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Company with limited liability

Gesellschaft mit beschränkter Haftung - GmbH

A company with limited liability (GmbH) is the easiest form of company to establish, the most flexible, and the most common to operate form of corporation in Germany. There are about 500,000 registered GmbHs, ranging from the very smallest ones to major international conglomerates, as e.g. the famous Fried. Krupp GmbH, prior to its merger with Thyssen AG. Thus, the GmbH is the first choice for any foreign investor wishing to run German or European operations. However one disadvantage is that a GmbH cannot issue securities and its shares cannot be traded on a stock exchange: the transfer of shares requires a notarised deed. The shares can be freely transferred to any third party if the contrary is not expressly provided for in the Articles of Association.

A GmbH may be established by only one - individual or corporate, national or foreign - shareholder with a minimum subscribed share capital of 25,000 EUR. It can pursue any legal objects in trade, industry etc., remunerated or not.

It must have a name ("Firma" = name) taken either from its object, from the name of one of its shareholders - e.g. Coca-Cola Deutschland GmbH - or from pure fantasy; however, the name chosen must include "GmbH" and must not be similar to and be reasonably different from other names already registered. The Codes of Trade Mark and of Unfair Competition may impose further restrictions which can only be dealt with on a case by case basis.

The contribution of the shareholder may consist in cash or in kind, if the latter is specifically provided for in the Articles of Association. The contribution must be actually paid into the hands of the director, prior to the application for registration of the company, and this in turn requires the opening of a bank account. It should be noted that the paid in capital may not be repaid to the shareholders, by way of loans etc., for at least a reasonable amount of time.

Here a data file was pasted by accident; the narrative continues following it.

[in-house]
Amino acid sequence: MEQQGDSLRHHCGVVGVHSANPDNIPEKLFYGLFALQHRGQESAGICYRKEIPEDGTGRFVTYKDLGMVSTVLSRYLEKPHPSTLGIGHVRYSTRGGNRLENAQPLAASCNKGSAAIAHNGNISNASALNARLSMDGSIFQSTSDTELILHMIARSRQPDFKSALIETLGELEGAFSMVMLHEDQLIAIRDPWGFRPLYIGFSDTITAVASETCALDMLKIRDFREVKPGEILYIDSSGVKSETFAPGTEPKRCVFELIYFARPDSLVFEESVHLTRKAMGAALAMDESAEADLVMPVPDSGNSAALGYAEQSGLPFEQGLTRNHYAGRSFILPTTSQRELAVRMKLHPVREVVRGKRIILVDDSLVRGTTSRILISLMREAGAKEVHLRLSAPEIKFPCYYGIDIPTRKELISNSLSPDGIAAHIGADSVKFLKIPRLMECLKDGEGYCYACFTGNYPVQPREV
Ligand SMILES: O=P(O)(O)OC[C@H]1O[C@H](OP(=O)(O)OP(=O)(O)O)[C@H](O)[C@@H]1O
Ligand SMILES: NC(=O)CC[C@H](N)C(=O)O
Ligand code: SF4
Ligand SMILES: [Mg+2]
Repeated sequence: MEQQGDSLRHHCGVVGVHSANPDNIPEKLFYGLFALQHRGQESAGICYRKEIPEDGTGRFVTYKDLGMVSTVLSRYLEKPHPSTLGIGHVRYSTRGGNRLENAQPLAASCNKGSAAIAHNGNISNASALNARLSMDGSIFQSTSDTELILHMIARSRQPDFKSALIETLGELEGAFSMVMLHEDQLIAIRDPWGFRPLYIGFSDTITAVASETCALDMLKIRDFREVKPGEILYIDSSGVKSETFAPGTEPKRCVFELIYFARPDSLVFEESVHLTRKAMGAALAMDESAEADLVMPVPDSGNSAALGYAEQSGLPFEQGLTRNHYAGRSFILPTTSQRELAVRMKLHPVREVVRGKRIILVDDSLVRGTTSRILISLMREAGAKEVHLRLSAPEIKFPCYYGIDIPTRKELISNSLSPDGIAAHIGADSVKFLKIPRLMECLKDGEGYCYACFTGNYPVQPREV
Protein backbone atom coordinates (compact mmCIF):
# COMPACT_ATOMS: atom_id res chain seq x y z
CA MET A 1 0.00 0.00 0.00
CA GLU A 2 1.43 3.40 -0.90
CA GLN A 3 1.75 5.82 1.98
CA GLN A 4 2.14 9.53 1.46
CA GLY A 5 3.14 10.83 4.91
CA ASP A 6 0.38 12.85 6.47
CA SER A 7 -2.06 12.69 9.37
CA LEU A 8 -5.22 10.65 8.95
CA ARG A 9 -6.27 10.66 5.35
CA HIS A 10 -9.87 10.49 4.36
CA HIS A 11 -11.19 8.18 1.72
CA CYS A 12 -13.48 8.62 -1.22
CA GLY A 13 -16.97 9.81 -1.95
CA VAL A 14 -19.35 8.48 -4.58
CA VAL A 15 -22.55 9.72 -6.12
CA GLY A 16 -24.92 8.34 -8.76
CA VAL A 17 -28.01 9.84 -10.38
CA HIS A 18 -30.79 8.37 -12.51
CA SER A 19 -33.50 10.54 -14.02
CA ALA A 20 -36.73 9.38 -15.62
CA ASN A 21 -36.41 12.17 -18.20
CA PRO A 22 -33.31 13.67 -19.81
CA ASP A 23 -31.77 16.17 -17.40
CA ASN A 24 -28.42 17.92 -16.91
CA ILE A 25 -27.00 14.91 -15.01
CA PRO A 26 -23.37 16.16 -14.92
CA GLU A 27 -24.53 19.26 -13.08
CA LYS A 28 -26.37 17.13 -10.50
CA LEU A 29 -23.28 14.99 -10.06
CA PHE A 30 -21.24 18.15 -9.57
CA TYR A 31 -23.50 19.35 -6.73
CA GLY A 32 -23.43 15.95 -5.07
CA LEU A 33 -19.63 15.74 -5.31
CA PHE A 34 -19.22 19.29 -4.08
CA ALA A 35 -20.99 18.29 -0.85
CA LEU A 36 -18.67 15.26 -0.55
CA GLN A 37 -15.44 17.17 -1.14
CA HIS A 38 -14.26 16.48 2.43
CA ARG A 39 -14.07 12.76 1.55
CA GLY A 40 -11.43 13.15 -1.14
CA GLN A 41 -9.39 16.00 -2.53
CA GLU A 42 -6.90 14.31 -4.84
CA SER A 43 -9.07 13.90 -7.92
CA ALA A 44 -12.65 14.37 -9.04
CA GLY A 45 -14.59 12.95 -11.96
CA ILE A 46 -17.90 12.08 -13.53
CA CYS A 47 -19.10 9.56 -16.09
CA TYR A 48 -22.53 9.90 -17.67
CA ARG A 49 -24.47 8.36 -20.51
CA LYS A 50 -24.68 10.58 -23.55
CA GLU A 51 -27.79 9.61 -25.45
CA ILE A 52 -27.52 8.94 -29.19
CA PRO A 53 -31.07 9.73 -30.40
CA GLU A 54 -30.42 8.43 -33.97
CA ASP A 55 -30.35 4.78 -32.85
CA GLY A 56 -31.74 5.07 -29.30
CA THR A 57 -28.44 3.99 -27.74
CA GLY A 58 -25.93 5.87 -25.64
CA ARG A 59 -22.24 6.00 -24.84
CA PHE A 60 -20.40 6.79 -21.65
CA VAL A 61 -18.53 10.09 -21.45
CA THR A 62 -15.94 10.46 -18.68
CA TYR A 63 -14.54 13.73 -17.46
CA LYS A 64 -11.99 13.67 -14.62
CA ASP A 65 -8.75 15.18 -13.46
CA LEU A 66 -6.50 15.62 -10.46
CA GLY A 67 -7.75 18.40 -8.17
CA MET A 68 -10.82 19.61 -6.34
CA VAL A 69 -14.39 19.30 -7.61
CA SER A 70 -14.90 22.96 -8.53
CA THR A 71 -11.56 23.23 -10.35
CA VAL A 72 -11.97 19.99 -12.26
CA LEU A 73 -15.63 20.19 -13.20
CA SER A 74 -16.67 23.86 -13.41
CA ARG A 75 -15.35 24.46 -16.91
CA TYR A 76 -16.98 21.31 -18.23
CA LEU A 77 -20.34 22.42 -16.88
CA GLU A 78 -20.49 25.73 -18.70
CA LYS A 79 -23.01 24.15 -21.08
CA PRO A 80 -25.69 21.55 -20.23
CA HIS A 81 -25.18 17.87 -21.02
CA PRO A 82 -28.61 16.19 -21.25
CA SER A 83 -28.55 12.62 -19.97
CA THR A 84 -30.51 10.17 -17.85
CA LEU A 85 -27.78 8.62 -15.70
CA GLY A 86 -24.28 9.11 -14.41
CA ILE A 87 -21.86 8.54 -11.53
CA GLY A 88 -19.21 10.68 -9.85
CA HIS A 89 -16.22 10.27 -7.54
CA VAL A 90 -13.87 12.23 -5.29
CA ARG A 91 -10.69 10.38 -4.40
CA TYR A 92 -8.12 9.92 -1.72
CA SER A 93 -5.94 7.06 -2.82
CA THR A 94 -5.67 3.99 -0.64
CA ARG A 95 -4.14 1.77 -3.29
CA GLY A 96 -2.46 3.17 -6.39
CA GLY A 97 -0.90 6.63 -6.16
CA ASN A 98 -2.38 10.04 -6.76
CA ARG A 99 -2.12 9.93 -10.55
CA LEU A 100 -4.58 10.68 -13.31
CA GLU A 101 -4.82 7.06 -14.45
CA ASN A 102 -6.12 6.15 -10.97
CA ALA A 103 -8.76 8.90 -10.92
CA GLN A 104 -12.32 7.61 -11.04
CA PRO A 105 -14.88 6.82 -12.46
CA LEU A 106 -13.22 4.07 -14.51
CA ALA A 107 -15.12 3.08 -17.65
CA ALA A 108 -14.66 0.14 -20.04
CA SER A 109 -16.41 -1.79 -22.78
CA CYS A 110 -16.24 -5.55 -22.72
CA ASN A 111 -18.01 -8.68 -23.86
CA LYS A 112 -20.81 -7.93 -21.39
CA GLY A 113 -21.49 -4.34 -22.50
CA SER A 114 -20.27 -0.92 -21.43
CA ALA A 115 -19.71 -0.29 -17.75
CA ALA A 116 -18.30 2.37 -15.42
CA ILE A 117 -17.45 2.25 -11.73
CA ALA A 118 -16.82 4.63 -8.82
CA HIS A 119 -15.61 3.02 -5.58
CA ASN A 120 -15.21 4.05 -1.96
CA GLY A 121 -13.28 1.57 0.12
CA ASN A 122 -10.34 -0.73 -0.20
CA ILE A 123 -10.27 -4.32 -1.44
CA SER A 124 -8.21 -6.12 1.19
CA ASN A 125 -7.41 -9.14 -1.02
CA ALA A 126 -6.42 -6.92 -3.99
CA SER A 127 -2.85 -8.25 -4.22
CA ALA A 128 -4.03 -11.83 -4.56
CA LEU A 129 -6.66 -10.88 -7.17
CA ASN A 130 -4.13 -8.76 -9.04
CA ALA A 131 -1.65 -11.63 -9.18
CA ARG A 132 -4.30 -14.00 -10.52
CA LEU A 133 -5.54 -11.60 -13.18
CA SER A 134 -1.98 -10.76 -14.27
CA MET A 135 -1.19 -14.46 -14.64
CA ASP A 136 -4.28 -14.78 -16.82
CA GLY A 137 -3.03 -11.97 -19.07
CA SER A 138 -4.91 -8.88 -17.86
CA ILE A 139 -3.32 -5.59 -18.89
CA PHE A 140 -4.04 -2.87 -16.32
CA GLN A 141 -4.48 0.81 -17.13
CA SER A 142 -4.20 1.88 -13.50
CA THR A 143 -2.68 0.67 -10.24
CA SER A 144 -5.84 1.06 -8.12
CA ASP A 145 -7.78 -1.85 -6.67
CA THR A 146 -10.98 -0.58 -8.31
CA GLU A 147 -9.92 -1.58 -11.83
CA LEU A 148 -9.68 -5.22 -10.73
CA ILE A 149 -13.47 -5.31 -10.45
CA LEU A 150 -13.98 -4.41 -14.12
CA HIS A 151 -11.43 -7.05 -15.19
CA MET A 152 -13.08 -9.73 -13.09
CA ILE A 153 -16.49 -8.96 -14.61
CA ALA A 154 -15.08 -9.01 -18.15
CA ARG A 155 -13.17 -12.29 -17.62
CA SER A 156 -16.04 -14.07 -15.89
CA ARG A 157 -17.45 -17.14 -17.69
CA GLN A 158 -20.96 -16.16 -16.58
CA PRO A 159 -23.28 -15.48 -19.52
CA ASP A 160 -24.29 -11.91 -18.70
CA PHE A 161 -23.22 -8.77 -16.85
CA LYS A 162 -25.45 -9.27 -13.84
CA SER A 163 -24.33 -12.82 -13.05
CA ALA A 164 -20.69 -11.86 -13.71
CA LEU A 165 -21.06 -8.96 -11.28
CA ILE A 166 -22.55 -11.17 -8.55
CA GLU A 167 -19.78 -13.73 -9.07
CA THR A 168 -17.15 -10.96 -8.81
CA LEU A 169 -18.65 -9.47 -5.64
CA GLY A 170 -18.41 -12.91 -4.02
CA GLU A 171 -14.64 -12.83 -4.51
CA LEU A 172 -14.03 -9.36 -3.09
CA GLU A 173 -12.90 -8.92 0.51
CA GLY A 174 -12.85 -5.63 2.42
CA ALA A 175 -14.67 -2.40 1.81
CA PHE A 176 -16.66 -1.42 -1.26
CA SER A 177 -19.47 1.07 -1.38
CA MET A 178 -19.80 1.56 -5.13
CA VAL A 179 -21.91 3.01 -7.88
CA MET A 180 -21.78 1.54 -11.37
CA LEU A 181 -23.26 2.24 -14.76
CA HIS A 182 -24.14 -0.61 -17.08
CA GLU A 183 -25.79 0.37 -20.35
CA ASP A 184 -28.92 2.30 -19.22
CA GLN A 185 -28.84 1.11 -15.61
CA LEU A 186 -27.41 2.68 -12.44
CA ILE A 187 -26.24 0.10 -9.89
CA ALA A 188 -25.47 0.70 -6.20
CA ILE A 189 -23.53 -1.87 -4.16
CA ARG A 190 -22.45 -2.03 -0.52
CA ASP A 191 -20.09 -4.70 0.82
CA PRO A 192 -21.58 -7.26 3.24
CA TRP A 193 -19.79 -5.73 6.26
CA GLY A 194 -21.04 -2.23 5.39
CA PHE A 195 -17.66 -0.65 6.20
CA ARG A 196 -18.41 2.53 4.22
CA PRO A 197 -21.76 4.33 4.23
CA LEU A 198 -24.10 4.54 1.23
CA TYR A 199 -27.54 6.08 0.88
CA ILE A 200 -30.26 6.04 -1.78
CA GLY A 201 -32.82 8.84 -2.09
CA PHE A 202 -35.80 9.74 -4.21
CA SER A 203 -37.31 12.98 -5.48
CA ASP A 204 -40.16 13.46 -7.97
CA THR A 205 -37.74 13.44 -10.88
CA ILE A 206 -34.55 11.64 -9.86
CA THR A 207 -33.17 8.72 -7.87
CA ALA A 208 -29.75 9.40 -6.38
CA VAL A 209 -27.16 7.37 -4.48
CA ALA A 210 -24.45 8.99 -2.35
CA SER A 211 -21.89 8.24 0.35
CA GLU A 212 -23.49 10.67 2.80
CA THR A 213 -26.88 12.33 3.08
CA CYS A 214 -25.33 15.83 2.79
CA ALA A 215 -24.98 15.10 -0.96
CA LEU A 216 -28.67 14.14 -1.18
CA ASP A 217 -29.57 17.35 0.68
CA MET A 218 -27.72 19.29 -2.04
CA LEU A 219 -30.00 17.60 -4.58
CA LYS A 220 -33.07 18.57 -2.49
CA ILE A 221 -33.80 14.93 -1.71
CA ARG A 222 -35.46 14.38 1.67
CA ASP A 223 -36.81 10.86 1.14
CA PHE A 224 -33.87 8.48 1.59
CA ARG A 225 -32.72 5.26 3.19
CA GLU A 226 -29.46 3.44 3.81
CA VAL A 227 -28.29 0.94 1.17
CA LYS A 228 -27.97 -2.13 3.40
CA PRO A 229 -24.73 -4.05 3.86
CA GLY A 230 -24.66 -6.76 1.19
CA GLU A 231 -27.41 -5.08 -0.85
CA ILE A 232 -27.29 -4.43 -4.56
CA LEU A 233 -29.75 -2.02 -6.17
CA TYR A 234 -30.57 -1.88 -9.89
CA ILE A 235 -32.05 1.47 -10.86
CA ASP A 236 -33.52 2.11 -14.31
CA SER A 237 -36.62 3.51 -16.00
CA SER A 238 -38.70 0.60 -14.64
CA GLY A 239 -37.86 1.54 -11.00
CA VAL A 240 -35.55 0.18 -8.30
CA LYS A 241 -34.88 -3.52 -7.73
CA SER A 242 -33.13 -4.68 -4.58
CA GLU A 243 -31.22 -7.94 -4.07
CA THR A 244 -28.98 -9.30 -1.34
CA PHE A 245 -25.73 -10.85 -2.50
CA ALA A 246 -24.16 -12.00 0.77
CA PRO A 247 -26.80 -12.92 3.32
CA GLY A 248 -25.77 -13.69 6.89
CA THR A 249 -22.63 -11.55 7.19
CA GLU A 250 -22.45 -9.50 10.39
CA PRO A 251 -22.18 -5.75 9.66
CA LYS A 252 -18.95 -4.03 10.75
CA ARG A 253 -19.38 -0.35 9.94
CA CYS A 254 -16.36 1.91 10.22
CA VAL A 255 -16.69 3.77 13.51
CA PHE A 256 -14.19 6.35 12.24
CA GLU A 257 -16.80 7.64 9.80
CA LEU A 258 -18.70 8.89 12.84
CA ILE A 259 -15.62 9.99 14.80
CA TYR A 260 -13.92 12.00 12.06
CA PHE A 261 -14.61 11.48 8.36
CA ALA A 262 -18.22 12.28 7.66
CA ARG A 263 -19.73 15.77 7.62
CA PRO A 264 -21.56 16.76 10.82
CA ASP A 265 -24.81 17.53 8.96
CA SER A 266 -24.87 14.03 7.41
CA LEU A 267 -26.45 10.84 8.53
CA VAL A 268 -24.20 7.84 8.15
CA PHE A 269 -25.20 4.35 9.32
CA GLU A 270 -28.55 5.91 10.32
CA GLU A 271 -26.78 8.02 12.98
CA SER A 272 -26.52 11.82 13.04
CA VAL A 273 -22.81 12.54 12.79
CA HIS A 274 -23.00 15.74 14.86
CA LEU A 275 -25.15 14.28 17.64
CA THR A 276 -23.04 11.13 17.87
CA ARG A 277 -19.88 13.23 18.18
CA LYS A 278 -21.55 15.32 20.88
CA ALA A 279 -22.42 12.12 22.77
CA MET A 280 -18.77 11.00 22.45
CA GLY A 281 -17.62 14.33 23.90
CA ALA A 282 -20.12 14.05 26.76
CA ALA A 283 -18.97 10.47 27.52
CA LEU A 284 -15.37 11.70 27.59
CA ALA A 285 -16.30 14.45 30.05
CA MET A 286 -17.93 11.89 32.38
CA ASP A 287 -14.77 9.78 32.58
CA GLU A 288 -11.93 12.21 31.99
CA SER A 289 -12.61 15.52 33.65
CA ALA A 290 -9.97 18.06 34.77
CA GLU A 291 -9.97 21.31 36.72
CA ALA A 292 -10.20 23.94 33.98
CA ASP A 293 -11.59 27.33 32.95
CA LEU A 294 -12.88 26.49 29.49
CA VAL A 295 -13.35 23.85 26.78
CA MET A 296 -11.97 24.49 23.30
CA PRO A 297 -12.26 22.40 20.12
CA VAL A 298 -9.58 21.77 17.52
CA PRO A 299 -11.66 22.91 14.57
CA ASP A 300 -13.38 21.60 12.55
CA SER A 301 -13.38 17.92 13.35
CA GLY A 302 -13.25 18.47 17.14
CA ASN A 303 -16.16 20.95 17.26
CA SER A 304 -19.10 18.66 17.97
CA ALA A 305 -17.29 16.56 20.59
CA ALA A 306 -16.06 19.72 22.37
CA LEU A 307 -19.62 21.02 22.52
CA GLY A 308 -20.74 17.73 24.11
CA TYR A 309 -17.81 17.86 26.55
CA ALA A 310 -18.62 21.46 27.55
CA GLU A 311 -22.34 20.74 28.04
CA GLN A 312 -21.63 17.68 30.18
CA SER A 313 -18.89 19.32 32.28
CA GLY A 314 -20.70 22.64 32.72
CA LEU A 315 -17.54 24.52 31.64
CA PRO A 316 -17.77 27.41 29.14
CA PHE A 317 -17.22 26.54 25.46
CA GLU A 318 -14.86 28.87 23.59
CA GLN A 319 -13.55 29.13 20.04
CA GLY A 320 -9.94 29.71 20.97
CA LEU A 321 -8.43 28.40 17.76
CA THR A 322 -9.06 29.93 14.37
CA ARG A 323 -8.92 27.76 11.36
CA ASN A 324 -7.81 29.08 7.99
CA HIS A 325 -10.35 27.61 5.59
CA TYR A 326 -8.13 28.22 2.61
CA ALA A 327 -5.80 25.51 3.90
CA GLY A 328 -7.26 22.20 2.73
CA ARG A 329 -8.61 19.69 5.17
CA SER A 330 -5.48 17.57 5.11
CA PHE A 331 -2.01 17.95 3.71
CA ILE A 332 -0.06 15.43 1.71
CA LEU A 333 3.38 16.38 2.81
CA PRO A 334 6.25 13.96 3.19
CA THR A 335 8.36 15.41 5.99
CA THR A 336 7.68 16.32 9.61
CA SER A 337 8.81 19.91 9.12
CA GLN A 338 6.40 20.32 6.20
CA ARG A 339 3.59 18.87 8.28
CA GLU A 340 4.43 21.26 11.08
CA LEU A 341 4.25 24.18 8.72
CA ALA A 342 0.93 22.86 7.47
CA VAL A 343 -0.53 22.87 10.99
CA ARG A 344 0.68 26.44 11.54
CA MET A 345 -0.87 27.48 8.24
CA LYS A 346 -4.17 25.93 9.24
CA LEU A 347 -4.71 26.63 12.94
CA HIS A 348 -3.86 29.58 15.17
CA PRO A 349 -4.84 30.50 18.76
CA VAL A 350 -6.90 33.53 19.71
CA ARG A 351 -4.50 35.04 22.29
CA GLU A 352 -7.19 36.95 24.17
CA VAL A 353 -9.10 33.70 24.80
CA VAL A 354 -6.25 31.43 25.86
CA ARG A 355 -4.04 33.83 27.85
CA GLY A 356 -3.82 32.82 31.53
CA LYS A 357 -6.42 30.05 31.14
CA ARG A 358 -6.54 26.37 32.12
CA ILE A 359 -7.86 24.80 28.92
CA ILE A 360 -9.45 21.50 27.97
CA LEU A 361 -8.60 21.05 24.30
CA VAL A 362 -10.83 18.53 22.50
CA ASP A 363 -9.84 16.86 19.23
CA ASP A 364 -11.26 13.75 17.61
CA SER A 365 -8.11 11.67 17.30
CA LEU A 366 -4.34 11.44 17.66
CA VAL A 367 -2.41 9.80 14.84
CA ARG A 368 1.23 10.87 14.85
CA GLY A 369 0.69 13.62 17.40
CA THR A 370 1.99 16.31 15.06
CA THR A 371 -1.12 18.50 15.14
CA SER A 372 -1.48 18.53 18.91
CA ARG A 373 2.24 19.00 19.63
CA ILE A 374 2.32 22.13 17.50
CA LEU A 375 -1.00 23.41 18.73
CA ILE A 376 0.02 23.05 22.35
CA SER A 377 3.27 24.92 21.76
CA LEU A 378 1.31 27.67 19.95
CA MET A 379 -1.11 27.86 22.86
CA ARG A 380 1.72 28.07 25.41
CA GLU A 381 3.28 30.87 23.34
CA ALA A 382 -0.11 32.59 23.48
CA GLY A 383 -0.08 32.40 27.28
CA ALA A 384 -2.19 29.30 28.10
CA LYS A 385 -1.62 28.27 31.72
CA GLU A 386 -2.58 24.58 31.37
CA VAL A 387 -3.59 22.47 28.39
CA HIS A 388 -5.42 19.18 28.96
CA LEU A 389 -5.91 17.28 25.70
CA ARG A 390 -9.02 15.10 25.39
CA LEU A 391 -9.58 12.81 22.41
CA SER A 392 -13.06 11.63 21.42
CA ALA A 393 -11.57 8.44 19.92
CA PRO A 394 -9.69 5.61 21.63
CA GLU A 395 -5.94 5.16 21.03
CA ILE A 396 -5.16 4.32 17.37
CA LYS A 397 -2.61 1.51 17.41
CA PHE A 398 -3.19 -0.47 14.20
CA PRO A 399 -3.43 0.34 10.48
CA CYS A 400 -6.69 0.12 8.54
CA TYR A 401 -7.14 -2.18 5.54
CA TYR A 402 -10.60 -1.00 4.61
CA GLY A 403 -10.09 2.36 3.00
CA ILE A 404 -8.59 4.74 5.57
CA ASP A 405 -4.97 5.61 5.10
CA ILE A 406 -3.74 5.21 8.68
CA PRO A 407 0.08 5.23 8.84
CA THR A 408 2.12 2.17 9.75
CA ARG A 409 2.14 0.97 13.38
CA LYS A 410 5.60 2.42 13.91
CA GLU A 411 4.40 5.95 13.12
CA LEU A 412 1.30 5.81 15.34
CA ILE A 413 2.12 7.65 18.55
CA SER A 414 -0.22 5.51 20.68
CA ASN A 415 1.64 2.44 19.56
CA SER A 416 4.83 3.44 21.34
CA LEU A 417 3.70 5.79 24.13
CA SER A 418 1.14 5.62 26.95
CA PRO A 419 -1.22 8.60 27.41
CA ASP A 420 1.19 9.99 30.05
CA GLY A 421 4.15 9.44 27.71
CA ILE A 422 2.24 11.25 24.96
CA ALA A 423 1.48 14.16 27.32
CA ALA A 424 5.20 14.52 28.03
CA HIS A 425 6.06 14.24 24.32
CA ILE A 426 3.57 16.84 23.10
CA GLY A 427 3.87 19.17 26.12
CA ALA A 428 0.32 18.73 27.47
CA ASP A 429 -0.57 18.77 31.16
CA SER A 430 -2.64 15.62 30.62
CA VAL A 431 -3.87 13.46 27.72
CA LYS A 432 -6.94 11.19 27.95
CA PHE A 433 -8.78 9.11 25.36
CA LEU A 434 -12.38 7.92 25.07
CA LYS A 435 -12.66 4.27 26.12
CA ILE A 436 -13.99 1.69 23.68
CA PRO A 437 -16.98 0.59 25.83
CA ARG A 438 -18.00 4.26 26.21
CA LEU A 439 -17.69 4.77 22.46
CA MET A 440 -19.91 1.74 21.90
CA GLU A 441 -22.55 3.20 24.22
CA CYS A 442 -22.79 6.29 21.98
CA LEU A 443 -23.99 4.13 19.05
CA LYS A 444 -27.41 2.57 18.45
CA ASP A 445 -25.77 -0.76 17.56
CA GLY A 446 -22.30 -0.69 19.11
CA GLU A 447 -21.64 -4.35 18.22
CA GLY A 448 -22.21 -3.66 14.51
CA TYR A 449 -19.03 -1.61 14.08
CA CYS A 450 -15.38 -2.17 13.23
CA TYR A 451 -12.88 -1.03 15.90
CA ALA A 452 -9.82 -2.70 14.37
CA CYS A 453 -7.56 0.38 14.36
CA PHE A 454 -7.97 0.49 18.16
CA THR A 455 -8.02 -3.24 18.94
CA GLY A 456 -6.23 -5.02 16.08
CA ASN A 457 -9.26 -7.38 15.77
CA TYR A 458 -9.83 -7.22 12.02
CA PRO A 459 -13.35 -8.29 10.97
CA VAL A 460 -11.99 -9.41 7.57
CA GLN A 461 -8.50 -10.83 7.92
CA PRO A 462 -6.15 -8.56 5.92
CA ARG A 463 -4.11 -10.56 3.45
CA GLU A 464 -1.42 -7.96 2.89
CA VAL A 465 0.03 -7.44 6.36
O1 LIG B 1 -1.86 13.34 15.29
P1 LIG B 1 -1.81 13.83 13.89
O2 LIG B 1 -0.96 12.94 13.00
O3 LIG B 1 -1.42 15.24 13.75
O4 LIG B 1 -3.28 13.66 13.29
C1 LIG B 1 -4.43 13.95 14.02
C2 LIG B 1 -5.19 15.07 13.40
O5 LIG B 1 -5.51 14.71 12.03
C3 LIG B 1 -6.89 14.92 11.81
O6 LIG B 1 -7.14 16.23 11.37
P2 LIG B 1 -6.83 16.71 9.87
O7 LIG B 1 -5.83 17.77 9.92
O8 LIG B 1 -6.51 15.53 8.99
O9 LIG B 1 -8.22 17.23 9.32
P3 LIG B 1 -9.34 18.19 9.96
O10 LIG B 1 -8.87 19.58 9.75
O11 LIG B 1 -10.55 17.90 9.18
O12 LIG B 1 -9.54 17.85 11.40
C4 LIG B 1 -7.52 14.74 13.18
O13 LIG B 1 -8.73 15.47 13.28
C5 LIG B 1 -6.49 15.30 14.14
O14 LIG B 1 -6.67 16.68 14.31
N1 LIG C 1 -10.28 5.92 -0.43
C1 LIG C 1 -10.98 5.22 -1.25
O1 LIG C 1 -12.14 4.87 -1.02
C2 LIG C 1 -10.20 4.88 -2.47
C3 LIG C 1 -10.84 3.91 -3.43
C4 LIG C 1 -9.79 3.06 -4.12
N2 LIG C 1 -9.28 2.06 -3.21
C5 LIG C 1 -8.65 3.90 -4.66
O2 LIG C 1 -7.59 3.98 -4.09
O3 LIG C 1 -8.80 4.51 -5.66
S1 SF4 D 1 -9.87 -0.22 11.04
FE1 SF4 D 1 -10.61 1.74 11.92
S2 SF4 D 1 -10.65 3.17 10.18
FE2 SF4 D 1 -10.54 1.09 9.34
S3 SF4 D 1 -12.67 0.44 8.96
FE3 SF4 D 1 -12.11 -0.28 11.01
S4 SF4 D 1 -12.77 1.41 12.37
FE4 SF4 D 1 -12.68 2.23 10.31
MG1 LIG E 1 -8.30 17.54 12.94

All contributions in kind must be fully paid in, i.e. transferred to the GmbH, prior to the application of registration of the GmbH with the trade register.

In theory, all contributions must only be paid in to one quarter of their nominal amount, but not less than 12.500 Euros in all; however, depending on the object of the company, start up costs may run to ten or twenty times the minimum share capital thus requiring a constant provision of liquidity. This leads to two rather inconvenient consequences:

  1. Interests due on such loans are tax deductible only to the extent that such loans are not higher than twice the shareholders' equity;
  2. Under certain conditions, the law deems such loans as "surrogation of share capital" with the result that interests cannot be paid to the shareholder, and that the loan cannot be repaid to the shareholder making it. As a consequence, the shareholder may be faced with the need to write off such a loan in his own financial statements which would not necessarily have occurred if the amount of such loan had been capitalised as shares in a subsidiary.

Thus, it is rather questionable if the minimum share capital is always the best choice.

The company must have at least one Director ("Geschäftsführer") who may or may not reside in Germany and may or may not be remunerated for his services; the director must be an individual, he cannot be a company as is permitted in some other jurisdictions. It is quite common that the proportionate costs of the foreign based director (salary etc. plus reasonable overheads) are invoiced to the subsidiary. The director is entitled to fully represent the company without any limitation of his powers vis-à-vis third parties; however, for ease of control, the shareholder may choose to nominate more than one director for joint representation of the company, usually by two of them. Special provisions must be drafted in the Articles of Association in case the director happens to be simultaneously on the board of directors of the shareholder: failing such provisions, the director may not conclude agreements between the shareholder and the subsidiary.

A supervisory board ("Aufsichtsrat") is required only in the case of a staff of more than 500. If so, the supervisory board must comprise a staff member.

A GmbH may at any time be transformed into a stock holding company, it may be merged into other German based companies, which may be achieved free of any tax disadvantages.

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